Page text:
Local Theaters Announce Coming Seasons

Plus: A Roundup of Theater Subscription Options
Caitlin McWethy as Roxane and Jeremy Dubin as Cyrano in Cincinnati Shakespeare Company’s upcoming 2015 production of Cyrano de Bergerac Based on the translation written by Anthony Burgess of the play written by Edmond  Rostand, September 11- October 3, 2015.
Caitlin McWethy as Roxane and Jeremy Dubin as Cyrano in Cincinnati Shakespeare Company’s upcoming 2015 production of Cyrano de Bergerac, based on the translation written by Anthony Burgess of the play written by Edmond Rostand. September 11–October 3, 2015.

Photograph by Mikki Schaffner Photography

Expecting a tax refund this year? Here’s an investment tip: A bunch of local theaters have just announced their coming seasons, so you could use the IRS windfall to buy theater subscriptions for 2014-2015.

Here’s the thing about subscribing to live theater: It’s cheaper than purchasing individual seats, and you’ll have months to make pre-show dinner reservations and hire a sitter, thereby ensuring that date night will be much less stressful when it finally rolls around. Plus, when showtime comes your spouse can’t beg off by claiming that a cultural outing isn’t in the budget: You’ve already paid for the tickets! Thank you, Uncle Sam.

Cincinnati Shakespeare Company offers the simplest of all subscriptions: For $233 you get a packet of seven “flexible” tickets to redeem for any show, in any combination. Show up for each of the seven productions alone, or take six of your Jane Austin-loving friends to see Emma, or whatever works for you. This year the season kicks off with Cyrano de Bergerac in September, with crowd-pleaser Jeremy Dubin as the man with the big honker.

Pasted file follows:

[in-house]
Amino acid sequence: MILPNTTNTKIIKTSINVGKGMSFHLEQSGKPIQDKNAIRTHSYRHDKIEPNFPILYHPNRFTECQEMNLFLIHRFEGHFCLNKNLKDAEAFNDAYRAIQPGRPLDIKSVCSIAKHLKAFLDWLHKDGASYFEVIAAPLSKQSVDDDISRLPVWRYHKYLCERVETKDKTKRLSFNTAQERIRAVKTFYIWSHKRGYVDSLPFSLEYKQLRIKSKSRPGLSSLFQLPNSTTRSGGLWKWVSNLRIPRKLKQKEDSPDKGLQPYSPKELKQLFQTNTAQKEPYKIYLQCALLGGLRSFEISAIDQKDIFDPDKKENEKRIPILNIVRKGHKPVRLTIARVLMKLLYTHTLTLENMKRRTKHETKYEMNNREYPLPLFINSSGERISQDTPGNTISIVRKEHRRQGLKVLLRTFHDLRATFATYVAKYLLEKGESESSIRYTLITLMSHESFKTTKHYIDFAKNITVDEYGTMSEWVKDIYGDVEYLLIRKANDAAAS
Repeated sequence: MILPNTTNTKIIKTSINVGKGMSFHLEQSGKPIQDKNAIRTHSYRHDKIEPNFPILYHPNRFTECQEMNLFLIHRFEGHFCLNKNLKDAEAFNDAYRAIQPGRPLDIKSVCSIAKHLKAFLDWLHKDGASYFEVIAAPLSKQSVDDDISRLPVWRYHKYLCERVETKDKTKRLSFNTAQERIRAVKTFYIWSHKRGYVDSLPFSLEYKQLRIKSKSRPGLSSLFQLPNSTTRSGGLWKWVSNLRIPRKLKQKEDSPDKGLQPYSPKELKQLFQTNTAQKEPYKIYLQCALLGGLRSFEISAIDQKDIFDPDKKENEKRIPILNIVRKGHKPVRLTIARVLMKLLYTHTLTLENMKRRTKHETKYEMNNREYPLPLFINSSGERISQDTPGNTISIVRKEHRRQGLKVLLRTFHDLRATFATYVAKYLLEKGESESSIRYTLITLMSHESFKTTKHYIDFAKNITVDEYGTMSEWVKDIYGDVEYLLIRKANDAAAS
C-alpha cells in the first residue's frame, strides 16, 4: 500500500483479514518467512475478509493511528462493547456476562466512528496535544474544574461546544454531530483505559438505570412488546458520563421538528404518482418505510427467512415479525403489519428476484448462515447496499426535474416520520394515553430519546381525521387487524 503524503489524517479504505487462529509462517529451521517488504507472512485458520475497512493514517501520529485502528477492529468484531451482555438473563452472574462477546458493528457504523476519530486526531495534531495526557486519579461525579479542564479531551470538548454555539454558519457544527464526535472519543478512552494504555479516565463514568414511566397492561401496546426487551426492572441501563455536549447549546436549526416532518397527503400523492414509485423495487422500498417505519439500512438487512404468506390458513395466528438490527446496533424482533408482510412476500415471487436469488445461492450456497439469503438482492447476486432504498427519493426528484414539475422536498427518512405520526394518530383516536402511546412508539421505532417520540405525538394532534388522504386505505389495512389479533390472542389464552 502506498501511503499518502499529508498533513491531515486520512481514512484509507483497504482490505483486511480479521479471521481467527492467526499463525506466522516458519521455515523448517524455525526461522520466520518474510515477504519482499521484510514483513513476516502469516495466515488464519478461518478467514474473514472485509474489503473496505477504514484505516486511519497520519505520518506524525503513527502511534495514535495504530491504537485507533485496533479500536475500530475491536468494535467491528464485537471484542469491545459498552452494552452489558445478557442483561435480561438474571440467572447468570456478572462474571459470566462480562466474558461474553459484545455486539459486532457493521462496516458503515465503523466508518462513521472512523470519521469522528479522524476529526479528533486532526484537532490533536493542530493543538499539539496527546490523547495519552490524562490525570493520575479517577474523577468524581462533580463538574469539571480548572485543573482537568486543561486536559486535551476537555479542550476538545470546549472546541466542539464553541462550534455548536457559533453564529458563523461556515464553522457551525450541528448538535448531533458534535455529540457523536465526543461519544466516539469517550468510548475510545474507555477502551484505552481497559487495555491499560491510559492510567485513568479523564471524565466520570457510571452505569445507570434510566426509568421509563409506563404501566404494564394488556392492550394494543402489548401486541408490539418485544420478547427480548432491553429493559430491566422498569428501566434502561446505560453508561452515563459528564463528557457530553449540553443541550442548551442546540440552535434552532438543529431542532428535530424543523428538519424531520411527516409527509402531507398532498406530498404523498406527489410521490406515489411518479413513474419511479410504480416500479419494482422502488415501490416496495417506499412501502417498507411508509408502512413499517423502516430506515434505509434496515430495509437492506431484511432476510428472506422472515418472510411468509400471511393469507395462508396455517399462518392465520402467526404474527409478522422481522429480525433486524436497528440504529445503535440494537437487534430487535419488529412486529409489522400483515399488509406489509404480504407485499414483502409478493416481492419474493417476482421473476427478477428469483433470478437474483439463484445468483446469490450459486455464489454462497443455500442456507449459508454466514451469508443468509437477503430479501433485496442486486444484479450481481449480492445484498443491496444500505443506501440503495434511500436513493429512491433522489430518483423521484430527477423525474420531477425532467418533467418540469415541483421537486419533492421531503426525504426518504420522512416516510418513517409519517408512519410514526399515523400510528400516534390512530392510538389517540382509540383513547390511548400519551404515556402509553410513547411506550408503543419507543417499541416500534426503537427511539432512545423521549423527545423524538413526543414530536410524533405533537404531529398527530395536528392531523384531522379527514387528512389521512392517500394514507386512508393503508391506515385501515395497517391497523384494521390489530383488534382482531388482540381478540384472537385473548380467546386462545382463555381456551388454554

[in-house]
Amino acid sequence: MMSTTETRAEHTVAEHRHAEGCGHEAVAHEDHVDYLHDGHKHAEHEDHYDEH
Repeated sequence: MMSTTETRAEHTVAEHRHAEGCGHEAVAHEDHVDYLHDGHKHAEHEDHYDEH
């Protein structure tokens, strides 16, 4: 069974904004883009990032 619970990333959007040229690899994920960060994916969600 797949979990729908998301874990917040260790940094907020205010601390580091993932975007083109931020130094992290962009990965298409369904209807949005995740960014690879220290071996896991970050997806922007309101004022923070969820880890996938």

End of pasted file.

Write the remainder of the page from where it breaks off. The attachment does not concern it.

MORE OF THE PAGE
The way to save money at Cincinnati Playhouse is to subscribe to preview performances; that way, you’ll be able to nail down seats for the five-show Marx or Shelterhouse series for under $300. Remember that having a subscription ensures you’ll get to see shows that are sell-outs, and odds are the Playhouse will have a couple in the coming season. You can pretty well bet that Theresa Rebeck’s hysterical Bad Dates will be a hot ticket; the playwright’s a local favorite. Ditto the Marx productions of To Kill a Mockingbird and Satchel Paige and the Kansas City Swing. The later was created by the same team that did Fly, a huge hit here a couple seasons ago. And the former will attract a gazillion high school students desperate to complete their book reports.

Ensemble Theatre Cincinnati—which has a very loyal fan base—has not announced its season yet. But the box office will be happy to take your money and sell you a subscription right now. That’s trust.

Finally, the College Conservatory of Music has announced its mainstage season, and it sounds fantastic. On the lineup, among other productions, are Green Day’s in-your-face indie-rock musical American Idiot and Franz Lehar’s bubbly 19th century operetta The Merry Widow. Gotta love that combo. CCM’s popular mainstage productions have a way of selling out fast—a good reason to subscribe. But, infuriatingly, subs don’t go on sale until some as-yet-undisclosed date in the summer. Sign up for the department’s newsletter and, fingers crossed, they’ll let you know when. You may have to bank that IRS check after all.

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